Vehicle driving is blinkered compared to bike riding. In fact ‘driving’ and ‘riding’ seem to be the wrong way round. ‘Driving’ suggests an active involvement. ‘Riding’ suggests a passive involvement. How active are you in your car? How passive are you on your bike?
Project on from the classic “I just didn’t see him” excuse and you’ll know that a lot of ‘drivers’ are passive until an instant sense-trigger brings them to life. That sense trigger could be a flashing red light, road furniture, a big scary looking truck or a dull thump followed by someone rolling over the bonnet.
Bicycle ‘riders’, on the other hand, tend to be permanently sense-triggered because we’re actively involved in what we’re doing. As a rule, active involvement stirs up the sort of self-preservation instinct that results in us being very aware of what others around us may or may not be doing.
Could this possibly have something to do with the fact that around 2,500 people are killed and about 225,000 injured (25,000 seriously) in ‘incidents’ involving motor transport on UK highways most years? It’s estimated that 20 million people will die and 200 million will be seriously injured on the world’s roads between 2000 and 2015 – take a look at http://www.makeroadssafe.org.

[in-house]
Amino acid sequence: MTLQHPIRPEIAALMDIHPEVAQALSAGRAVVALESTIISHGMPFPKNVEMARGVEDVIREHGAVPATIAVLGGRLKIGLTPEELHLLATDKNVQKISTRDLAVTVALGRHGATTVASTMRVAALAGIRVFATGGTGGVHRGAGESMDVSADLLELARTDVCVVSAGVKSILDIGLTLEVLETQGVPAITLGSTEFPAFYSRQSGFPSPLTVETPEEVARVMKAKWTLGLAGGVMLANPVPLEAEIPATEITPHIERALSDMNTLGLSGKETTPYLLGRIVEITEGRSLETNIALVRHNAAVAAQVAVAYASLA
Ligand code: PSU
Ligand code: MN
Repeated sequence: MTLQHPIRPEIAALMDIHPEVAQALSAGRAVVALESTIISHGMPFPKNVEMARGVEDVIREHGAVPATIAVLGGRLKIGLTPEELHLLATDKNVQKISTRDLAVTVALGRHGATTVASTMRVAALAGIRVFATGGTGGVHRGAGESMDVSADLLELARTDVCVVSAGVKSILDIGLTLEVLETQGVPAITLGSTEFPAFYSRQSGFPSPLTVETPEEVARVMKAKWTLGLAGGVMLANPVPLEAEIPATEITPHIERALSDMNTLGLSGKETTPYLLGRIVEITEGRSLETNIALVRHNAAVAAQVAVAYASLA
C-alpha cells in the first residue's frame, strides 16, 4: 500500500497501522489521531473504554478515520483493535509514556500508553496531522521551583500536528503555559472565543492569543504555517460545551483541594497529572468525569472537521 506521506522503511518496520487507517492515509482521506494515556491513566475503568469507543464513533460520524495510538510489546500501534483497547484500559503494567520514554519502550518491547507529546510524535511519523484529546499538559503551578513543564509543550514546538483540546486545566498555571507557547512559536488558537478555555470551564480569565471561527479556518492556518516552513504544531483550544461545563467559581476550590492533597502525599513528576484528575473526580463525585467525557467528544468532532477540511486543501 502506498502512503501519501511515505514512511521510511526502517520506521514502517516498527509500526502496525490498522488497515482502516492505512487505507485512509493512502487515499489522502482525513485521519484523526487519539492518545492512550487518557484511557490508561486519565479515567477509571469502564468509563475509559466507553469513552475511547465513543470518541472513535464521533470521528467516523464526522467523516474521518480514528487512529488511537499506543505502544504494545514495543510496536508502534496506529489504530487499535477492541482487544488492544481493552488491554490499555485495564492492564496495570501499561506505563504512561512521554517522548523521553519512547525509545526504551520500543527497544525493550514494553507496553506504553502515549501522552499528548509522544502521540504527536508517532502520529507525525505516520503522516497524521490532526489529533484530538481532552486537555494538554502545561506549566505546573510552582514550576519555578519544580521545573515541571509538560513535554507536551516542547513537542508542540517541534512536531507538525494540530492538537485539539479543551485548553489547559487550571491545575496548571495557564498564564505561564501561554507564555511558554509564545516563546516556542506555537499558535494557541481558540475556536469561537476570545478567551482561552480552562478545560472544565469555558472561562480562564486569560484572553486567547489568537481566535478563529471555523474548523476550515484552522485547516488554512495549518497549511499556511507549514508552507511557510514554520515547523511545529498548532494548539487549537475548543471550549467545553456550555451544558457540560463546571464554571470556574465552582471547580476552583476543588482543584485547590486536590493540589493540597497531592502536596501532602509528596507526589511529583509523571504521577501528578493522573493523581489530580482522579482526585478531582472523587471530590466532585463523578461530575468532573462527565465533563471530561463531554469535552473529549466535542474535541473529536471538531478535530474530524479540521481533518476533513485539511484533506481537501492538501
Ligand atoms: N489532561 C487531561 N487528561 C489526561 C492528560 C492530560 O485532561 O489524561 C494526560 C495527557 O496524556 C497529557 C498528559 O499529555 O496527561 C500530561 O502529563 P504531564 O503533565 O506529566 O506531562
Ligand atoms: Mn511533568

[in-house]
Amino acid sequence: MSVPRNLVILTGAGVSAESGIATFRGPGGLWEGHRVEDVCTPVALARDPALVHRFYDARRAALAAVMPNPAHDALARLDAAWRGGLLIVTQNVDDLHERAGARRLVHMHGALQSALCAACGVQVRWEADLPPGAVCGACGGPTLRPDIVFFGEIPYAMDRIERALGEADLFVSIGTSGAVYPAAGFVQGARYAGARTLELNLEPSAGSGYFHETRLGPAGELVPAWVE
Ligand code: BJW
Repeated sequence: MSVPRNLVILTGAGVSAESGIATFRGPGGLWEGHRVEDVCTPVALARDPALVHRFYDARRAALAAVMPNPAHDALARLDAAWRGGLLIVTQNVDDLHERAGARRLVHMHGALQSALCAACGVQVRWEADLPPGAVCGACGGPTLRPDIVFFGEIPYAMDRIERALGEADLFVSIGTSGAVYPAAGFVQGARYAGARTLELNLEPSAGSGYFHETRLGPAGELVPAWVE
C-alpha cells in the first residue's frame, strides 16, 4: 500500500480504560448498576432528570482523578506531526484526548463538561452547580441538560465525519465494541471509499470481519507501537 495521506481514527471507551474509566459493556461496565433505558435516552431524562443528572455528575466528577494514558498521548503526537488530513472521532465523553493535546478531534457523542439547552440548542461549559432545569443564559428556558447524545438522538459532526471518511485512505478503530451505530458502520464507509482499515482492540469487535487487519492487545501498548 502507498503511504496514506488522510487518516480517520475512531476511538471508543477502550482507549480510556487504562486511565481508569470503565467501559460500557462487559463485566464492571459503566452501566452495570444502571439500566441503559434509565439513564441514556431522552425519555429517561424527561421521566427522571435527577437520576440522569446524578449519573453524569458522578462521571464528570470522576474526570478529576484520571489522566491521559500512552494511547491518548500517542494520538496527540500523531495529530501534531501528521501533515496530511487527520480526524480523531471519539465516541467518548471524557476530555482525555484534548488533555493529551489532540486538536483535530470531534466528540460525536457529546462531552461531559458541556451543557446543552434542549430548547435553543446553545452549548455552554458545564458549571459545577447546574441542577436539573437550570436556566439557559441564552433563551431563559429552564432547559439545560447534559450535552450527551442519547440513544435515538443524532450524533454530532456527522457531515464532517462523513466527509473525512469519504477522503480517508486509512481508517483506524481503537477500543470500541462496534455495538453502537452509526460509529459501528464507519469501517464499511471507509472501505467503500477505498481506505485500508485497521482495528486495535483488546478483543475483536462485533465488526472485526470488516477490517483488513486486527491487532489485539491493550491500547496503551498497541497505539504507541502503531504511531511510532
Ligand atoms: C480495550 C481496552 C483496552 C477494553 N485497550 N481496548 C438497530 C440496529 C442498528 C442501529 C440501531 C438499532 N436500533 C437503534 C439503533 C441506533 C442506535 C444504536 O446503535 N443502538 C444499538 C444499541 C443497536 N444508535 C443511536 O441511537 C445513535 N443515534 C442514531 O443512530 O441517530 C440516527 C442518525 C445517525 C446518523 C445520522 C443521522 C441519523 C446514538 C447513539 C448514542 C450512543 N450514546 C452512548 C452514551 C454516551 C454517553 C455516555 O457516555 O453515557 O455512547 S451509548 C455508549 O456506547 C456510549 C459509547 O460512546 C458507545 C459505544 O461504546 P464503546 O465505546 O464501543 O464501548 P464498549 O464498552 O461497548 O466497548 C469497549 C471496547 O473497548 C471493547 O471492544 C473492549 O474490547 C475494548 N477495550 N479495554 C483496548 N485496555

Okay, statistics and estimates can become distorted, but even the most road-lobby-protective politician can’t deny that we have a bit of a problem here. And of course all the death and injury statistics don’t include the degenerative illnesses that come from pollution, or the stress of trying to live up to the expectations of the shrunken world of the powerfully rushed, or the tragic families of victims, or those working in the emergency services, often prematurely aged and permanently numbed or distressed by dealing with carnage.
Depressing, eh? Especially when you see the constant flow of anti-cyclist rants in the mainstream press, as though we’re a significant part of the problem. We’re not. We’re insignificant, but easy for haters to use as scapegoats while conveniently managing to ignore the real problem.
Superficially, driving appears to be quite easy. If there's a hazard there'll probably be a warning sign telling you about it. It seems to me that actually looking for the hazards would be a far better idea. When you're on your mountain bike in the woods there won’t be a big sign saying ‘Small Child Playing Obliviously Around Next Corner', but you tend to be permanently aware of the consequences of riding a bike half blind.